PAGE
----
Todd Reirden, a Capitals assistant through their Stanley Cup-winning season, now takes the top job. (John McDonnell/The Washington Post)

Todd Reirden was never supposed to make it as a hockey player.

In 1990, Jerry York, then the coach of Bowling Green State University, saw a slow, lanky freshman for whom he didn’t have any scholarship money. He didn’t think Reirden was going to be a college hockey player, much less a professional one.

But perhaps what Reirden lacked in natural talent he made up for in stubbornness.

“Many people along the way have said, ‘You can’t do it; you’re not good enough,’ ” said Reirden’s father, Dave. “He simply would not give up.”

What transformed Reirden from that unremarkable freshman to an NHL defenseman who played in nearly 200 games and shared the ice with Hall of Famer Chris Pronger are the same qualities that the Washington Capitals hope will make him a good coach. After Barry Trotz’s sudden resignation June 18, the Capitals on Friday promoted Reirden, the top assistant on his staff for the past four years. For the 47-year-old’s first head coaching gig, he inherits a Stanley Cup-winning roster that has just two seasons left with franchise pillars Alex Ovechkin and Nicklas Backstrom under contract together.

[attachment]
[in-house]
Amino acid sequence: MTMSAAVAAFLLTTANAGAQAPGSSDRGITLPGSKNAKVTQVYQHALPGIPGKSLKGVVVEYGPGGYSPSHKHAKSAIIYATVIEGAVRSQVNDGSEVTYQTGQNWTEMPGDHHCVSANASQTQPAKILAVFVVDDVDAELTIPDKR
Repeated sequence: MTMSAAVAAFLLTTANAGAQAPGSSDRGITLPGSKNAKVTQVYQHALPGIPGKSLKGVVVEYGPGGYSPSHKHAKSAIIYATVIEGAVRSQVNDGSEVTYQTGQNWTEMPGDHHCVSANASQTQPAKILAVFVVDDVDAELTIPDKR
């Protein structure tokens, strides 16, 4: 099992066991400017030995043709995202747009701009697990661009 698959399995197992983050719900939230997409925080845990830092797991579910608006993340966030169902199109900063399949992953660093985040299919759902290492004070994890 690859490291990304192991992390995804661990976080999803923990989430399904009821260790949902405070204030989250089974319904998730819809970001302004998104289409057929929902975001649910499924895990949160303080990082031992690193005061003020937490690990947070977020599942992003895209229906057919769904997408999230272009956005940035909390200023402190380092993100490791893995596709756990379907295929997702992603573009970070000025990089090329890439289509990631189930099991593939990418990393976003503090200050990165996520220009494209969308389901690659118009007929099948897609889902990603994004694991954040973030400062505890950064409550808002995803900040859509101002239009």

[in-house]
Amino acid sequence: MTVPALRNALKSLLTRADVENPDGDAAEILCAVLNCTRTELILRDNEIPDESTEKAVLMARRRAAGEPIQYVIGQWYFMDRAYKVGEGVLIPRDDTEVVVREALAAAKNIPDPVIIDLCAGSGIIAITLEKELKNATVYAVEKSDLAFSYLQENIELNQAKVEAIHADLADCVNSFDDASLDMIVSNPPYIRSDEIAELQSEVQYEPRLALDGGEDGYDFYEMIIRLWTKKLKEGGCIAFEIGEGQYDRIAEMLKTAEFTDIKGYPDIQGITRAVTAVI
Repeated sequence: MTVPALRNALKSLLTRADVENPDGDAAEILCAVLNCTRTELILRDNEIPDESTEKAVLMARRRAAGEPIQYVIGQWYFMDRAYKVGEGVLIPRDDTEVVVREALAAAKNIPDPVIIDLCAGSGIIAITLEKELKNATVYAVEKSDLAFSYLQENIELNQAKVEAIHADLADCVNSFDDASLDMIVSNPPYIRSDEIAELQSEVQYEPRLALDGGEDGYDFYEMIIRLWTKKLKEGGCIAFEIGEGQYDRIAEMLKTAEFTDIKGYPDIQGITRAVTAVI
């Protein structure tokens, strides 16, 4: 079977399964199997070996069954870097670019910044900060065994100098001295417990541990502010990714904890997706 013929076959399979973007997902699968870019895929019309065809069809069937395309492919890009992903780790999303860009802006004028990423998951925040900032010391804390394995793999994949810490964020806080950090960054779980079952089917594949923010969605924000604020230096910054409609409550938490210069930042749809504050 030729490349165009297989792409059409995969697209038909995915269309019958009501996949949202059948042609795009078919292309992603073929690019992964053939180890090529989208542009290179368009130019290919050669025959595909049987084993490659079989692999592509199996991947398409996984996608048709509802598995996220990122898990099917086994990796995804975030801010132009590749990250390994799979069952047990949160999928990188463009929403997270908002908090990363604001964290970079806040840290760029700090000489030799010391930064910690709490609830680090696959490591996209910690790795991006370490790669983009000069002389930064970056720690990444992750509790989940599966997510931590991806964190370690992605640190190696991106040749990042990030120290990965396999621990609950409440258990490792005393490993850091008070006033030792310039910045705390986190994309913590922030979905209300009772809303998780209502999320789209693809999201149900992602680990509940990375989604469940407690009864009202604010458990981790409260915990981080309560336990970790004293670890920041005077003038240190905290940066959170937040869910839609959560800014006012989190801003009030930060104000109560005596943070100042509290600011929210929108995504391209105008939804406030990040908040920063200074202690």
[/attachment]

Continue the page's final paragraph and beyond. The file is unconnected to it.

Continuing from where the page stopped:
Reirden talks to goaltender Braden Holtby during a break in the action during the Eastern Conference finals. (John McDonnell/The Washington Post)

Reirden took a patient route as a player, working his way up through the minor leagues with an attention to detail that gave him an edge. He followed the same path as a coach, becoming known for his ability to bring out the best in defensemen through diligence and preparation. The Capitals are hopeful he can translate that defensive developmental knack to the roster as a whole as their top players take up a higher percentage of the salary cap and the team is forced to lean on cheaper young talent.